Re:Four hours battery? (1)

KozmoStevnNaut (630146) | more than 6 years ago | (#18576821)

You can get it with either Linux or Windows XP. And I believe the 1GB version is Linux and the 2GB is Windows XP.

In Soviet Russia (-1)

Anonymous Coward | more than 6 years ago | (#18572749)

In Soviet Russia, you eat computer!

Re:In Soviet Russia (0, Offtopic)

Spudtrooper (1073512) | more than 6 years ago | (#18572887)

In Soviet Russia, joke screws YOU up!

Tiny screens. (2, Funny)

n1hilist (997601) | more than 6 years ago | (#18572821)

I for one, welcome our new acquired-myopia suffering young overlords.

Good to see they thought to include essentials... (4, Insightful)

StupidKatz (467476) | more than 6 years ago | (#18572823)

TPM 1.2 [wikipedia.org]

1.2: now with 50% more potentially restrictive evil! :P

Third world countries (4, Funny)

$RANDOMLUSER (804576) | more than 6 years ago | (#18572833)

Heh. Making them use RPM should keep them third world for a long time.

Re:Third world countries (3, Interesting)

Ankh (19084) | more than 6 years ago | (#18573507)

For what it's worth, Mandriva has for years (OK, from when they were Mandrake) used RPM-format packages, with package management called "urpmi", which you could think of (if you wanted to) as a slightly improved improved apt-get. You can also use apt-get if you like. Or rpmdrake or Smart. All of which, including urpmi, will download packages automatically, including all dependencies.

On the other hand, they are quickly going to need more Mandriva distribution mirrors in the countries where these new computers are sold, and Mandriva is going to need to work on keeping them reliable.

Nothing but control: TPM, remote monitoring (2, Informative)

Anonymous Coward | more than 6 years ago | (#18572835)

When you compare the features and goals of the OLPC with the Intel Classmate PC, it's almost as if Intel is pushing it as an instrument of control. Don't forget that Mandriva Linux is only one of the available options and the unit comes with a TPM as standard, enhanced 'remote surveillance' and censorship software such as 'Teacher Control' and 'Parent Control'. The unit is a complete antithesis to the OLPC and appears to be nothing more than a cost-down PC with 'Big Brother' features. What a shame since I was praising Intel this morning over their new d80211-based open source wireless LAN driver for Linux - and now I see this.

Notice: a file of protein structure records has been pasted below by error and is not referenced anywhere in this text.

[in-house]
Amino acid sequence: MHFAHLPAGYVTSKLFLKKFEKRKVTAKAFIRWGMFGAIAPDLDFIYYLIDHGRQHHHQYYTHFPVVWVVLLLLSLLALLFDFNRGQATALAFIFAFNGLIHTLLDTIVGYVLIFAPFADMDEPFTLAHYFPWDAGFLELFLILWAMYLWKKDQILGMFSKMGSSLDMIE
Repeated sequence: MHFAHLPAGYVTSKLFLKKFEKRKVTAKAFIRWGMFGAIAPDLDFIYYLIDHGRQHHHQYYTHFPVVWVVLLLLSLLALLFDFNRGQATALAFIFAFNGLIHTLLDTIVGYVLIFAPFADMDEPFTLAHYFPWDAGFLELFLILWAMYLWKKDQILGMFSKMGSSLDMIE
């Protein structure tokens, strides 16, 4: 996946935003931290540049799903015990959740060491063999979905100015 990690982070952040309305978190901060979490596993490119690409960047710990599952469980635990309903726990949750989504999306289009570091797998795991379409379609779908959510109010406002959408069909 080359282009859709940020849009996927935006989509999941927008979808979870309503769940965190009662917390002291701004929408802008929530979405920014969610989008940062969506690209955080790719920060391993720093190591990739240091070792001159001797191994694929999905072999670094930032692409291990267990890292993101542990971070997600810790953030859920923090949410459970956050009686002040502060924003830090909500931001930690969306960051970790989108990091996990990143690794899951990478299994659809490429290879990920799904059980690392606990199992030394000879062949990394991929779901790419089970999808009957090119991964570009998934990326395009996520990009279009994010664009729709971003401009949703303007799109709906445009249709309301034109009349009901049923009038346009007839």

Mod parent up (1)

fang2415 (987165) | more than 6 years ago | (#18575229)

This AC is right on the money. The only thing way I can add to his comment is by tagging the story treacherouscomputing.

Better for west than OLPC (2, Interesting)

abigsmurf (919188) | more than 6 years ago | (#18572867)

This seems to be a much better system for Western school kids (and geeks). A 900mhz ULV intel opposed to a 350mhz AMD Geode will be a huge huge difference. Also key is the fact it's using a real life OS, either XP or this linux distro. The OLPC uses a highly customised OS which bears little resemblance in terms of usage to anything else and despite being OSS, doesn't have a great deal of compatibility from what the devs are saying.

I'm sure there are plenty of brits here who used Acorn Archimedes at school and know how useless it can be getting taught on an obscure OS.

Re:Better for west than OLPC (1)

Ed Avis (5917) | more than 6 years ago | (#18573533)

Yes, I would so much rather have been using MS-DOS and Windows 3.0... ugh no wait that's what we did have to use.

Re:Better for west than OLPC (1)

BertieBaggio (944287) | more than 6 years ago | (#18574699)